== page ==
Thursday, May 29, 2008

Detective Neptune in "Christ, the Screaming Avenger"

Easter is just a week away--apropos this fact I am posting my fictional series Detective Neptune in "Christ, the Screaming Avenger" in honor of this tragic and pain-filled holiday. This series originally appeared at Mortaljive in late spring and early summer of 2005.


Spoiler Warning: Charles Nelson Reilly does not--I repeat, does not appear in this amazing story.



I awoke face down at water’s edge, the way I always do. The air was stale beer and sour onions. Actually that was my air, the air I was exhaling, my gift to the world. Here, have my air, I have flavored it for you.

I rolled onto my side as ocean water crept up my legs. Legs. I had legs. Good, I thought. I may need them.

The water got to my waist and retreated, leaving foam and bits of trash at my midline, my mean-high-tide. I reached down and felt around: ah, I was wearing pants. They were wet pants, but they were mine. No shoes, but some colorful socks, now soggy and itch-inducing. But oh so colorful.

A larger surge of water forced its way up to my neck, so now I was picking out bits of Styrofoam and kelp from the kinky hair on my face. I used to be young, with hair like a god. Actually, I am a god. I'm on a mission, a job so secret, so discreet, that even I don't know what it is.

I am chosen by the Sun or the Stars or the Atoms: I am chosen and I wake up on a beach or in a harbor (or that one time in an aquarium) and go find a crime or a mystery or panic in a child's eyes, and I go to work. Only when the job is done am I released: I go out with the tide and drift far away, or I jump from a plane into the deepest part of the sea, and there I wait for a time. Then blackness, sleep and dreams of sparkling bays and beautiful women and dolphins teaching the children to swim. I dream of white sand and men blowing conchs and girls giggling as they glide along with me in buoyant waters. The air is warm, the breeze is sweet, the days are long, the nights like heaven. I ride the hippocampus, and fountains pour wine, and love is impossible to deny. And then it all ends: I awake face down at water's edge with a job to do before I can leave. Yes, I am a god. And yes, I am a Private Detective. Here's my card...oh, it's wet. I'll tell you what it says: "Detective Neptune, the Only Detective Who is Also a God."


I looked up and saw the pier to the north. It looked familiar. The Santa Monica Pier. Good, I thought. I like Santa Monica. I looked one last time at the sky above me, the canopy of space, and saw a young boy's head peering at me. He had a small plastic shovel, and was wearing a bathing suit with a picture of an animated sponge smiling on it, and he had a goofy grin, and long eyelashes, and he yelled at me, "Sleep time is over!" Some modern cherub, some Cupid variant, prodding me on towards my task. His mother yelled from higher up on the sand, "Daroj! Don't speak to stranger!" I rolled away and stood up, towering over the boy. He pointed to the strand, and bade me go there. "Goodbye, Daroj." I made my legs move, and they protested mightily. I was marble, an old marble statue, and I was going to Venice. It hurt to walk.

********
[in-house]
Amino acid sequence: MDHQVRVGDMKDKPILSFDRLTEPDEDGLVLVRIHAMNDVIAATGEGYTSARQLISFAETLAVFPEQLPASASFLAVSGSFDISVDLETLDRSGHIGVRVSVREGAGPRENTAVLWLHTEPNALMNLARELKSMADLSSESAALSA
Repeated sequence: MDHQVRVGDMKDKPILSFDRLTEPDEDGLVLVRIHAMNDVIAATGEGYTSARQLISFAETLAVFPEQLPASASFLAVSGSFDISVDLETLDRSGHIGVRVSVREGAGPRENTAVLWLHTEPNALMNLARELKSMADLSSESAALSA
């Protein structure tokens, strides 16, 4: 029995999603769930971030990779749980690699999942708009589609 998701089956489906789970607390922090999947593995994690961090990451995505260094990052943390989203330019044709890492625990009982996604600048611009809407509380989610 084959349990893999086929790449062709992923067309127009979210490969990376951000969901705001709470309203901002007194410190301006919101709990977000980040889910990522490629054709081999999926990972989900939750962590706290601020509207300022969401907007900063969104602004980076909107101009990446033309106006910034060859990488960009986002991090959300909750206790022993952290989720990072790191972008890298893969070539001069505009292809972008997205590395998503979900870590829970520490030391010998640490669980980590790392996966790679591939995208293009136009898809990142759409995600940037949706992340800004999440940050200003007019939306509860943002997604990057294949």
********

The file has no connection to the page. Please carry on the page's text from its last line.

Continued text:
"Jesus is Lord, and will sing to us and make the laughter into music, and the light will shine forth, and you will be there, and you--but some will not. Some will never see light again, but only the blackened heat of endless sin, the hard and burning embers of the dead..."

He had ended up here, alongside the vendors and the tourists, smiling in the sunshine, making friends, preaching the gospel, saving souls. The days blended into each other, and the charms were chipped away as the years thinned the thickness of time. His clothes were dirty, his hair stringy, his teeth cracking and abandoning ship like maddened sailors. The once long and gentle hands were hard, black with the oils of fried food and digging in trash bins. He had begun to shake, his nerves seared from the heat of life, exposed on the rocks to be picked at by the vultures.

He saw the winter sun move into spring, and the sunsets of the south now disappeared behind the coastal mountains. The sun set in private, and he could no longer remember why it mattered. He coughed and struggled to find a trash barrel with some decent food in it. His left arm was becoming claw-like: he reached into a reeking barrel with his right arm, only to fail as it shook violently in the can, rattling the sides, scraping his knuckles, making bloody his flesh. He cried and ran, and dodged the couples strolling and he dodged the addicts and ran around the skateboarders: he found a hollow in an alley, and shook and gagged and fell in a heap. His right hand struggled with a greasy piece of discarded fried fish. He pulled it with effort to his mouth, but dropped it. He began his death rattle, the Preacher of the Word, one of God's own missionaries, here by the water at the end of the world.

"For the Lord will preserve us all, and unto Him we will return..."

A great pain shot through his skull, his eyes betrayed the lightning and thunder of his life, and stiff he was no more, but empty, and dead in the silence of the alley.


The next morning there was no sign of the preacher's corpse, only a bit of tagger-like scrawling on a trash bin. It read "But I will find my Vengeance, and None shall escape my Wrath"

He had come.


I walked up to the parking lot, then crossed it to the boardwalk, and stopped to sing to the pigeons. A few homeless types were out, and the air was wet and salty. I sat on a bench and waited. The job would come to me. It always does.




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